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(ko͞o`mĭs): see fermented milkfermented milk,
whole or skim milk curdled to beverage or custardlike consistency by lactic-acid-producing microorganisms. Many forms of fermented milk were used by early nomadic herders, especially in Asia and S and E Europe, Scandinavia, Africa, and South America.
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The following article is from The Great Soviet Encyclopedia (1979). It might be outdated or ideologically biased.



a drink made of fermented mare’s milk (less commonly, cow’s or camel’s milk).

Koumiss has been known among nomadic peoples since the earliest days of antiquity. It is prepared by fermenting raw mare’s milk (or pasteurized cow’s or camel’s milk) with lactic acid bacteria (mainly Lactobacillus bulgoricus) or lactic yeasts at 26°-28°C. Fermented to 60°T (Merner acidity scale), the milk is stirred for 60 minutes in conical oak or linden tubs and poured into narrow-necked hermetic bottles. It is kept in the bottles for 30–40 minutes at 20°-22°C to aerate naturally and then cooled to 4°-6°C for 12–14 hours. The finished koumiss is an efferves-cent, foamy drink with an alcoholic taste and odor.

Koumiss contains 2–2.5 percent protein; 1–2 percent fat, 3.5–4.8 percent sugar, 100–200 mg per kg of vitamin C; vitamins A, D, E, PP, and B complex; 400–600 mg of phosphorus; and 800–1,000 mg of calcium. Weak, moderately strong, and concentrated koumiss contain 0.6–0.8, 0.8–1.0, and 1–1.2 percent lactic acid, respectively. The alcoholic content is about 1.0, 1–1.5, and about 3.0 percent, respectively. Koumiss is easily digested. It increases the assimilability of food proteins and fats and improves metabolism. Natural mare’s koumiss is used in koumiss therapy. Koumiss is made widely in Asia, the Middle East, and Latin America.


Kuznetsov, D. I., and P. F. Gavrilov. Kumystsennoe lechebnoprofilakticheskoe sredstvo. Tambov, 1961.
Kumys. Alma-Ata, 1968. [Mironenko, M. S.] Kumysbogatyrskii napitok. Moscow, 1969.


The Great Soviet Encyclopedia, 3rd Edition (1970-1979). © 2010 The Gale Group, Inc. All rights reserved.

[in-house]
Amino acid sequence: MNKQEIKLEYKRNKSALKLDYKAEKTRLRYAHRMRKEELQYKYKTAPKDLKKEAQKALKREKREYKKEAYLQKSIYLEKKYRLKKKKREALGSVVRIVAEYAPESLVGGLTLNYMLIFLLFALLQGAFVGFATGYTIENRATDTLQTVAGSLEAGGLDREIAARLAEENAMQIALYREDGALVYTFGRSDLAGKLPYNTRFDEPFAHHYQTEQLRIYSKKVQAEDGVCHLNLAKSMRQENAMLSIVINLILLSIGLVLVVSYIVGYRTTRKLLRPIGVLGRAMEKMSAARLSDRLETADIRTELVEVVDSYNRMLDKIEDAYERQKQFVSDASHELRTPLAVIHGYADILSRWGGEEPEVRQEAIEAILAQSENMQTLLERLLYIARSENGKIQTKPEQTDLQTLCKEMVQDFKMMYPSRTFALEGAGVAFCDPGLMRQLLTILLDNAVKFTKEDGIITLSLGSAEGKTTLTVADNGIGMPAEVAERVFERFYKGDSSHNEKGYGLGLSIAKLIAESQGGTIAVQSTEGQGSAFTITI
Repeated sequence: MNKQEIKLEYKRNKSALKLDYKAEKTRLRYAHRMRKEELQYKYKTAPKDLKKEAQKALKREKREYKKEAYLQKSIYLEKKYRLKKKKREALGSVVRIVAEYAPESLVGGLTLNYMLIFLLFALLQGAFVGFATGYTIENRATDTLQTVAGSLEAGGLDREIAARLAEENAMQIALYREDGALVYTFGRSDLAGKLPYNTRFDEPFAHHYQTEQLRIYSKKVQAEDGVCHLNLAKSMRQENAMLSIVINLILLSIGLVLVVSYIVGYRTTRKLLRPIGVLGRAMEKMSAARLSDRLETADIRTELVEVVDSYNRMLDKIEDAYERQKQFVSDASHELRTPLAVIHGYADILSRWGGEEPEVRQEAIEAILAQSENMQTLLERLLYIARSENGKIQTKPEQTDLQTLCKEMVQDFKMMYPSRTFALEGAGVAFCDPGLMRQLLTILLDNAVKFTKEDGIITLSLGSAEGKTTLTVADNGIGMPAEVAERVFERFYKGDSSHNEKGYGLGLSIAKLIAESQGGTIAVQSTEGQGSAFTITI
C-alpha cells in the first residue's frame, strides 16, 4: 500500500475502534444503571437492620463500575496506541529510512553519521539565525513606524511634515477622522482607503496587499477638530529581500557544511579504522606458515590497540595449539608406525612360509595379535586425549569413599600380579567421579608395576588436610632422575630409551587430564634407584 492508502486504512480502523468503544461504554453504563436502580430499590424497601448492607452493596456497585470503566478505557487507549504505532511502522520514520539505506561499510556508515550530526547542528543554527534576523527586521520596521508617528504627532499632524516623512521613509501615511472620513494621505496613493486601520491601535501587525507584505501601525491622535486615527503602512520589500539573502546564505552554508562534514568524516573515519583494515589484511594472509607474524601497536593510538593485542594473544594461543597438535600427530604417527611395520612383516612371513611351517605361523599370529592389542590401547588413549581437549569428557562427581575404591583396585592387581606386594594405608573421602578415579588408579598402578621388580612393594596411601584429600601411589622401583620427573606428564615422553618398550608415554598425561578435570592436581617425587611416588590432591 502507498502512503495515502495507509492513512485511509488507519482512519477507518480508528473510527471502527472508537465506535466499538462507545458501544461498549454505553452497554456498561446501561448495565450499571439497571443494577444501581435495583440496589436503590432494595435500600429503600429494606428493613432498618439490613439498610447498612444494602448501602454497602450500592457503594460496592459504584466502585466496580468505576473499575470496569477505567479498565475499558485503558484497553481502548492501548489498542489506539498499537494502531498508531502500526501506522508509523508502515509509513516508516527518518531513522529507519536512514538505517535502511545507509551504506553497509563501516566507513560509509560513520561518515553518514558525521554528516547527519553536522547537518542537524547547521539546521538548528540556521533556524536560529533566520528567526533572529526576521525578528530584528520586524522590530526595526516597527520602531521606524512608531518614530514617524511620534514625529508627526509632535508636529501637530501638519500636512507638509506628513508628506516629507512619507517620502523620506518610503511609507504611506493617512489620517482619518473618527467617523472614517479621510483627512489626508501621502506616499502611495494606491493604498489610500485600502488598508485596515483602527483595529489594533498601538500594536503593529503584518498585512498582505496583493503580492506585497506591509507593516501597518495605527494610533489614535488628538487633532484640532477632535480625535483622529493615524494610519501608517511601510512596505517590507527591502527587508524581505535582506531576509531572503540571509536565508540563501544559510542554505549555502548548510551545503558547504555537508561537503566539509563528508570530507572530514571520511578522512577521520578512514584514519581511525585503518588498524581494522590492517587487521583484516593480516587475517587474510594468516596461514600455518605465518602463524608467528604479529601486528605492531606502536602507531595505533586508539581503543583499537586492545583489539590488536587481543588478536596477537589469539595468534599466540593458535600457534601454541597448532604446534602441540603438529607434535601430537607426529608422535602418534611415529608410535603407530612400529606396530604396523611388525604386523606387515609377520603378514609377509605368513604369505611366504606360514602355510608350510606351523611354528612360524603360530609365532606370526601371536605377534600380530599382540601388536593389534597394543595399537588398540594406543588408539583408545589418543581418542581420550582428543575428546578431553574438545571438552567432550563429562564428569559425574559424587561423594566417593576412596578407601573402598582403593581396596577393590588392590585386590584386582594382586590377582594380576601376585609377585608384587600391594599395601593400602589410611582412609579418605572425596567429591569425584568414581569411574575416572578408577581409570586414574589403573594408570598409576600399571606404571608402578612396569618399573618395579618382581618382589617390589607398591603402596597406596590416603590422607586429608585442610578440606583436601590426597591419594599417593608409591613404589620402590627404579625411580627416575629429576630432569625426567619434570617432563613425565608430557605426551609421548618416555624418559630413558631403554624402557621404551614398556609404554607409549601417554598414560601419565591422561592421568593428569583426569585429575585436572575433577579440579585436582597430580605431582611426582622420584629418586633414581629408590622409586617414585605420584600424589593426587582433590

References in periodicals archive ?
It is a well-known fact that yeast plays a key role in preparing koumiss and therefore, the further work concerned the selection of yeast for making sourdough with lactic acid bacteria.
In the laboratory the cultivation of microbial fermentation of koumiss was conducted in an incubator (FHC-12-250) at the Department of Microbiology, Virology, and Immunology (current "Biological Safety") of KazNAU.
The master batch koumiss sourdough prepared on sterile milk.
The sequence of the experiment is shown in the following combinations, where 20 combinations of koumiss starters were used.
Natural koumiss produced in the farm "Seysebek" in Talgar district of Almaty region served as the controller.
Koumiss produced with yeast has a sour taste and is free from foreign smell that gives the drink a smooth consistency and a better flavor.
The effect of yeast No.4 on the nature and intensity of fermented mare's milk, the quality of koumiss as well as acid and aroma formation in koumiss were studied as well.
Microflora resulting from natural koumiss starter No.4 is shown in Figure 1.
Having identified the optimal combination of koumiss starter, improving the way of obtaining koumiss, which is to speed up the cooking time of koumiss was the next priority.
The fat content of koumiss is about 1.5-2.3 percent; the protein content is about 1.8-2.2 percent; and it is high in vitamins A, [B.sub.12], [B.sub.2], [B.sub.1], and C, with small amounts of vitamin E.